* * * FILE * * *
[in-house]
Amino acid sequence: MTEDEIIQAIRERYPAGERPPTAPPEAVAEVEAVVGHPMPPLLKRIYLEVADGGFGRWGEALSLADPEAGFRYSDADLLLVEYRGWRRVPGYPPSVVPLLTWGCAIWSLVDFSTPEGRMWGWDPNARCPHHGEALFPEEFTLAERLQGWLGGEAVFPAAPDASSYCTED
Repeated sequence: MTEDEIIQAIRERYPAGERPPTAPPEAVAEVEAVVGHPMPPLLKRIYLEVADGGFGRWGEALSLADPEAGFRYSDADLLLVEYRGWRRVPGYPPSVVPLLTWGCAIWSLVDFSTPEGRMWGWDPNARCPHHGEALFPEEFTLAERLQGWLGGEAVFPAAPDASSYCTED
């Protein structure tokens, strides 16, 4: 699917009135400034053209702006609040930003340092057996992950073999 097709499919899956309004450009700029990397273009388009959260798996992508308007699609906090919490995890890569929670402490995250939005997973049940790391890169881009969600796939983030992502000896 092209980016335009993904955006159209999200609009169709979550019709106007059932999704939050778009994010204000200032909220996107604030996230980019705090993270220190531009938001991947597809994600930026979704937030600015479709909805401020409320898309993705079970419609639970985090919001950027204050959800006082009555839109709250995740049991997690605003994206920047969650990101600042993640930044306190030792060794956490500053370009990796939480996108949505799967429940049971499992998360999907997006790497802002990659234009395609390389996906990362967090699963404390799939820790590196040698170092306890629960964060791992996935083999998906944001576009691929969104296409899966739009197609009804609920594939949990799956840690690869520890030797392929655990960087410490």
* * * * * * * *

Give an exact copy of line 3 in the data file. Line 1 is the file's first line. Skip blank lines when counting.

Repeated sequence: MTEDEIIQAIRERYPAGERPPTAPPEAVAEVEAVVGHPMPPLLKRIYLEVADGGFGRWGEALSLADPEAGFRYSDADLLLVEYRGWRRVPGYPPSVVPLLTWGCAIWSLVDFSTPEGRMWGWDPNARCPHHGEALFPEEFTLAERLQGWLGGEAVFPAAPDASSYCTED